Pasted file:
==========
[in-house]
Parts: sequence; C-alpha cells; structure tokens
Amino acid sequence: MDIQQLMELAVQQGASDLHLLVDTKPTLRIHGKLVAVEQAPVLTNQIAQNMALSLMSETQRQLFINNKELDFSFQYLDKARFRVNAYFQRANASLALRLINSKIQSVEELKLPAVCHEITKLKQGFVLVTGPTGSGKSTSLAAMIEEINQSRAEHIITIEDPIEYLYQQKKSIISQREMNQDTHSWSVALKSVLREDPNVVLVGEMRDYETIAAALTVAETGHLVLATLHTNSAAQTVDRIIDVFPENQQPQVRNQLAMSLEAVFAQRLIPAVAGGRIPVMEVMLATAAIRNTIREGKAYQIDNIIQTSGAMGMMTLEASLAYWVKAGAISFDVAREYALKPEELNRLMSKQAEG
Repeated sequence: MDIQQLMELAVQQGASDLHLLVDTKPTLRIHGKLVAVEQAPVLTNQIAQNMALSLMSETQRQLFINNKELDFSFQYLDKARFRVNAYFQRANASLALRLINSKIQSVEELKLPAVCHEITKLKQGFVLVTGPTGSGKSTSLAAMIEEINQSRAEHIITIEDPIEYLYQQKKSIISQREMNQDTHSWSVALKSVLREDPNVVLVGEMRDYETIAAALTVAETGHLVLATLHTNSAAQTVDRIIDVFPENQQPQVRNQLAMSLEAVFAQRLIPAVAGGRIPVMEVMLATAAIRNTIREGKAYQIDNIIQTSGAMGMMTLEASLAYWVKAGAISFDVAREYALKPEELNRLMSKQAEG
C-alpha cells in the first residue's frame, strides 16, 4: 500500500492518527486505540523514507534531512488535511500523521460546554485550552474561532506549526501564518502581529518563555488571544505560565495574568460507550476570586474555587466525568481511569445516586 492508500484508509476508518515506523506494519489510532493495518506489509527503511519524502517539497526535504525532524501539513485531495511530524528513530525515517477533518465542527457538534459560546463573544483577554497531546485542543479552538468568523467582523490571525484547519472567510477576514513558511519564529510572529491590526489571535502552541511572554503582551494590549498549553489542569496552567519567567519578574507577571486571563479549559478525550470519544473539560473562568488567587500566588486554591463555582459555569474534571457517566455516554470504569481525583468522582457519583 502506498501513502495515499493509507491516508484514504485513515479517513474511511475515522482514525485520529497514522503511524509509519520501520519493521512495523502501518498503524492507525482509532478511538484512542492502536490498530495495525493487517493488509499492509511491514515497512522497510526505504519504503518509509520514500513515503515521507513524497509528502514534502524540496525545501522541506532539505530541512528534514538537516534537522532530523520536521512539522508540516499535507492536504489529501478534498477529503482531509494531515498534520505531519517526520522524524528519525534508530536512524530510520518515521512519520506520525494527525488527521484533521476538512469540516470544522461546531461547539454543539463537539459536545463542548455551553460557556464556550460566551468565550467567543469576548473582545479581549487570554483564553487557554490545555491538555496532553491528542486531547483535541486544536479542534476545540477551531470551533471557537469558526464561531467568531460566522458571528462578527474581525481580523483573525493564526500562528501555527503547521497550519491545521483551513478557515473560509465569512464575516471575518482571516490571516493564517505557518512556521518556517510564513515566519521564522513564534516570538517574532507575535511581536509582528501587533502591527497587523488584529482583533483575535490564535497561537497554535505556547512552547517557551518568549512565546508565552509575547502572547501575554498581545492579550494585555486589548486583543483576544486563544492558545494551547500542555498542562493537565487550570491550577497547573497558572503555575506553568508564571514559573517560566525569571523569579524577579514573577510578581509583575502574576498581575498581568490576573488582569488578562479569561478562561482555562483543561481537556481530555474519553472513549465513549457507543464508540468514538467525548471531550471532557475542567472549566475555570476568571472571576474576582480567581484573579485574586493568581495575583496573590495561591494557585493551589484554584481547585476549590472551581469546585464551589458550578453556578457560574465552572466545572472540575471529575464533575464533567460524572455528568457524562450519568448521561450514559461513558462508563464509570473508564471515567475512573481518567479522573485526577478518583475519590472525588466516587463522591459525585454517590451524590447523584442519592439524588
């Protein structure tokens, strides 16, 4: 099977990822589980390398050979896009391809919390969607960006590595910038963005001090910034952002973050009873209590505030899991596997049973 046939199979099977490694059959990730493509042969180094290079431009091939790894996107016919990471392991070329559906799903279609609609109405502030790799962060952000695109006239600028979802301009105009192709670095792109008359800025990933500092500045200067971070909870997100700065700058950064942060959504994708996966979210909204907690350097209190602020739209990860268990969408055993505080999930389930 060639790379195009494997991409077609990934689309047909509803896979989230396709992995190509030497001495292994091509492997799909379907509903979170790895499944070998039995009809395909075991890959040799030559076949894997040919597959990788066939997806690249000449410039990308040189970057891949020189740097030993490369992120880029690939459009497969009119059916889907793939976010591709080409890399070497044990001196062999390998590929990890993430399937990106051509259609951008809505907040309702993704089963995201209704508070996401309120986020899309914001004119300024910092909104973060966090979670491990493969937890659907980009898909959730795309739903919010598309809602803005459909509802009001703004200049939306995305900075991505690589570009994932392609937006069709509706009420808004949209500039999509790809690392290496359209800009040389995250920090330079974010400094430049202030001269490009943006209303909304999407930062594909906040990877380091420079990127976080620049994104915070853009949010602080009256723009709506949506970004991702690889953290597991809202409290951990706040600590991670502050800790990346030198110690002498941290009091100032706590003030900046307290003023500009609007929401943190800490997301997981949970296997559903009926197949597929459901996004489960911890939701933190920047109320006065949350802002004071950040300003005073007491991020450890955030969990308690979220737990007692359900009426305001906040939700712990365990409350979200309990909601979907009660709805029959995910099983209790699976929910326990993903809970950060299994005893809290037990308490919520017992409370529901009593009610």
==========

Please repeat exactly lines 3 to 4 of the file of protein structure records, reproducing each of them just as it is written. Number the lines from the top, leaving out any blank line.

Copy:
Amino acid sequence: MDIQQLMELAVQQGASDLHLLVDTKPTLRIHGKLVAVEQAPVLTNQIAQNMALSLMSETQRQLFINNKELDFSFQYLDKARFRVNAYFQRANASLALRLINSKIQSVEELKLPAVCHEITKLKQGFVLVTGPTGSGKSTSLAAMIEEINQSRAEHIITIEDPIEYLYQQKKSIISQREMNQDTHSWSVALKSVLREDPNVVLVGEMRDYETIAAALTVAETGHLVLATLHTNSAAQTVDRIIDVFPENQQPQVRNQLAMSLEAVFAQRLIPAVAGGRIPVMEVMLATAAIRNTIREGKAYQIDNIIQTSGAMGMMTLEASLAYWVKAGAISFDVAREYALKPEELNRLMSKQAEG
Repeated sequence: MDIQQLMELAVQQGASDLHLLVDTKPTLRIHGKLVAVEQAPVLTNQIAQNMALSLMSETQRQLFINNKELDFSFQYLDKARFRVNAYFQRANASLALRLINSKIQSVEELKLPAVCHEITKLKQGFVLVTGPTGSGKSTSLAAMIEEINQSRAEHIITIEDPIEYLYQQKKSIISQREMNQDTHSWSVALKSVLREDPNVVLVGEMRDYETIAAALTVAETGHLVLATLHTNSAAQTVDRIIDVFPENQQPQVRNQLAMSLEAVFAQRLIPAVAGGRIPVMEVMLATAAIRNTIREGKAYQIDNIIQTSGAMGMMTLEASLAYWVKAGAISFDVAREYALKPEELNRLMSKQAEG